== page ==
Heave off One, bolt on Two.
Actually, it's quite a difficult guitar to talk about at the moment without getting a solicitor's letter. I can partly understand their sensitivity; what I have to say applies to most of the copies and derivatives that inspired the sensitivity as well as to dear old birthday boy.
So, be it an original, a Jap copy, or a recent pile of parts, there's always a little more zap to be had out of the classic three-single-coil configuration, and the odd bug to be squashed as well.
The prime bug is the one Lloyd Loar got around by knocking up a hum-cancelling pickup, but as he also got a different sound, that's another story. A single coil pickup will inevitably hum a bit, and a bit more when it's close to mains transformers and amps, but many adherents live with more noise than they really have to. Fair enough, in the good old days when Dad hopped on a bus to a gig, guitar in one hand and Watkins Dominator in the other, sound levels were comparatively piddling. Turn it all up in '84, and up comes the noise as well.
Good shielding is crucial. Take the thing to bits and line all the internal cavities with foil. If you can get hold of the sticky back copper shielding tape, great. Watch the edges, it's easy to cut a finger. With a 370 deg Centigrade iron, say 50 or 60 watts if temperature is not specified, you'll be able to solder to it, and solder joins together, and connect the whole lot properly to the jack-socket earth. DiMarzio used to have some available in the UK (write to Atlantex Music Ltd, (Contact Details), if you have difficulty locally, as they distribute it now). It's worth a major effort to get hold of some of this tape, but if all your endeavours fail then you'll have to make do with heavy grade cooking foil.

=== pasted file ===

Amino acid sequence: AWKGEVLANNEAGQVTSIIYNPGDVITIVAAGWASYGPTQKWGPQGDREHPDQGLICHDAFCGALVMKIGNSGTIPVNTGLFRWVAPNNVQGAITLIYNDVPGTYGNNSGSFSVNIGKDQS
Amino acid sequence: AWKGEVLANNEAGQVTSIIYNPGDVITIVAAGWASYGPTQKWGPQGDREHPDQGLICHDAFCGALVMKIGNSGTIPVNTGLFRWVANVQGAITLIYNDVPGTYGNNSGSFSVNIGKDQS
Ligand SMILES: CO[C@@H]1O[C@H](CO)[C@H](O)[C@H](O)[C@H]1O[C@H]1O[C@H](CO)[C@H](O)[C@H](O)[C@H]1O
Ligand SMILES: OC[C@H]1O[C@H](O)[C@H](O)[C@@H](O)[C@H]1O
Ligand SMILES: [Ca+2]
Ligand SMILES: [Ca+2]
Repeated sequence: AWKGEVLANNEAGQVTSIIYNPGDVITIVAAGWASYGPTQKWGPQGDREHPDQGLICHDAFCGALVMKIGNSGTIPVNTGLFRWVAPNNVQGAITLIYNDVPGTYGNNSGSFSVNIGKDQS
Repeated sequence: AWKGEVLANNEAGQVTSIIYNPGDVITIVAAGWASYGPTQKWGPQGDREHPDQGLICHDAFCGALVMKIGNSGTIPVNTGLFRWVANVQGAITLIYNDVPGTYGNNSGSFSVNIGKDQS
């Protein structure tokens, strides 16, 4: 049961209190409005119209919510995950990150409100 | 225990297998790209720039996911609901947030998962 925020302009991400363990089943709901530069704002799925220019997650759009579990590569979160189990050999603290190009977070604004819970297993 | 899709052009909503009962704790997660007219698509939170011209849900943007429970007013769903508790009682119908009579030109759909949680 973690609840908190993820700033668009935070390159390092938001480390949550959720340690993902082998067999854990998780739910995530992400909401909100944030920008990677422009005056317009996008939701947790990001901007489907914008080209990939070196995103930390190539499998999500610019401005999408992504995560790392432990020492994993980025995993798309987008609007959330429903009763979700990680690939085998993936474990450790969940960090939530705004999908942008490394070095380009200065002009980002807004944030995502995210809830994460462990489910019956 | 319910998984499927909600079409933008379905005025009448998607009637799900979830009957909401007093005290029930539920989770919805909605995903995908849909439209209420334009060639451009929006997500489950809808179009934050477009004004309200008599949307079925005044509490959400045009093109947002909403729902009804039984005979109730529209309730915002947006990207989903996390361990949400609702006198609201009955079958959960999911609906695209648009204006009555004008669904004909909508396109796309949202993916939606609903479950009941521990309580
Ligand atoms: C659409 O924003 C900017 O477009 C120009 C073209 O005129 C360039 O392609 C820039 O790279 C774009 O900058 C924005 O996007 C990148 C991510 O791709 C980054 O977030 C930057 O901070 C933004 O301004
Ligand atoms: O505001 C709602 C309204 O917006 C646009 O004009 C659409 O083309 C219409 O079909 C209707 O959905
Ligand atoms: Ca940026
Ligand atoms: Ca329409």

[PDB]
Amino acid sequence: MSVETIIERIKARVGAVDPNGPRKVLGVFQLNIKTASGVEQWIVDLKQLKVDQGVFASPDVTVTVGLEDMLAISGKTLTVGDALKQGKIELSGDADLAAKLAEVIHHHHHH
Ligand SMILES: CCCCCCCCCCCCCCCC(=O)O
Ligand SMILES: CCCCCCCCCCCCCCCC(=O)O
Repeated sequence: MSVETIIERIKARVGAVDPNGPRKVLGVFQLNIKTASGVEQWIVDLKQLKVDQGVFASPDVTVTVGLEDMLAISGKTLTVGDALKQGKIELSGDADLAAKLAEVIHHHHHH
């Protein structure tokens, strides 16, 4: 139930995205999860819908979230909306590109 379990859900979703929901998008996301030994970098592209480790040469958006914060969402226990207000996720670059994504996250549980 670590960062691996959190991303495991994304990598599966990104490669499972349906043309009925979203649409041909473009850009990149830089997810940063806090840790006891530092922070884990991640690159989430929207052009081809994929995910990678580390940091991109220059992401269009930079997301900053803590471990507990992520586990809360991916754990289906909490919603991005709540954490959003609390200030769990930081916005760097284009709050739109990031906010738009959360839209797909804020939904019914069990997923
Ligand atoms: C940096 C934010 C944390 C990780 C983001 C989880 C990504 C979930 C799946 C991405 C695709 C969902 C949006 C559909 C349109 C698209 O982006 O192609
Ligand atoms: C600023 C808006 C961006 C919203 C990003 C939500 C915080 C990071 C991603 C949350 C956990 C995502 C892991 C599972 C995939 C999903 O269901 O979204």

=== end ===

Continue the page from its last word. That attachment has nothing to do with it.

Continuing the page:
It's unlikely that you'll be able to get solder to stick to kitchen foil, but you can try outside the guitar first. When you discover that it won't solder, line the inside cavities with it and leave a bit lapping over on to the top surface of the body. The scratchplate will probably already have foil on it. If not, take the pickups and controls off, and cover it with foil. Tack it discreetly with cyanoacrilate (where the scratchplate material will take it) or general purpose soft glue (like Bostik).
The control bodies will then make an earth contact with it, and when you put the guitar back together the lapped-over bits of the cavity lining will make contact as well. At this point, make sure that I here is a good earth route soldered to the backs of the pots with wire, and that this continues to the jack socket earth side. If you're soldering to a clean pot, scratch the surface up a bit first so that the solder gets a good key.